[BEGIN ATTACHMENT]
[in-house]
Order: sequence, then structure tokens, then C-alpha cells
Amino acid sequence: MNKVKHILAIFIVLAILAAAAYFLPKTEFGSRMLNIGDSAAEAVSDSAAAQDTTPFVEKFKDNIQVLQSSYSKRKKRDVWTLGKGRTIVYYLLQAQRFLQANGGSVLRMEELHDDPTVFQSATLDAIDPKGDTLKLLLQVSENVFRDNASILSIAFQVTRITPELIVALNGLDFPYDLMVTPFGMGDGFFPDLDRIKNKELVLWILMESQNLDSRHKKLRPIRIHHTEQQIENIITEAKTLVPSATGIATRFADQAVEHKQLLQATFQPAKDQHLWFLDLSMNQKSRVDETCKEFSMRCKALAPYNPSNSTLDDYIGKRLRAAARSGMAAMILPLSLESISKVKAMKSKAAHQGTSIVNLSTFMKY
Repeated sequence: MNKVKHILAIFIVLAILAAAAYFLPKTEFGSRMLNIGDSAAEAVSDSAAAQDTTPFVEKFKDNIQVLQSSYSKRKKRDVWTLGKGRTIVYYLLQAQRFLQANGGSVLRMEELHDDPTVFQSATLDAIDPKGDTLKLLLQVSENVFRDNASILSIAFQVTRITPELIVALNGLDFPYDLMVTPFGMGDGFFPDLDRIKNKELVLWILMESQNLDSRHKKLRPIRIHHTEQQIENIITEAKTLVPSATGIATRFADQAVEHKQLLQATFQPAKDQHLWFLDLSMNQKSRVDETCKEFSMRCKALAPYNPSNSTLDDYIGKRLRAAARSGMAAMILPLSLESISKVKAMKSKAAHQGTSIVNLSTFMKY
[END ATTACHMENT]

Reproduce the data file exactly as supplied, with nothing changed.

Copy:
[in-house]
Order: sequence, then structure tokens, then C-alpha cells
Amino acid sequence: MNKVKHILAIFIVLAILAAAAYFLPKTEFGSRMLNIGDSAAEAVSDSAAAQDTTPFVEKFKDNIQVLQSSYSKRKKRDVWTLGKGRTIVYYLLQAQRFLQANGGSVLRMEELHDDPTVFQSATLDAIDPKGDTLKLLLQVSENVFRDNASILSIAFQVTRITPELIVALNGLDFPYDLMVTPFGMGDGFFPDLDRIKNKELVLWILMESQNLDSRHKKLRPIRIHHTEQQIENIITEAKTLVPSATGIATRFADQAVEHKQLLQATFQPAKDQHLWFLDLSMNQKSRVDETCKEFSMRCKALAPYNPSNSTLDDYIGKRLRAAARSGMAAMILPLSLESISKVKAMKSKAAHQGTSIVNLSTFMKY
Repeated sequence: MNKVKHILAIFIVLAILAAAAYFLPKTEFGSRMLNIGDSAAEAVSDSAAAQDTTPFVEKFKDNIQVLQSSYSKRKKRDVWTLGKGRTIVYYLLQAQRFLQANGGSVLRMEELHDDPTVFQSATLDAIDPKGDTLKLLLQVSENVFRDNASILSIAFQVTRITPELIVALNGLDFPYDLMVTPFGMGDGFFPDLDRIKNKELVLWILMESQNLDSRHKKLRPIRIHHTEQQIENIITEAKTLVPSATGIATRFADQAVEHKQLLQATFQPAKDQHLWFLDLSMNQKSRVDETCKEFSMRCKALAPYNPSNSTLDDYIGKRLRAAARSGMAAMILPLSLESISKVKAMKSKAAHQGTSIVNLSTFMKY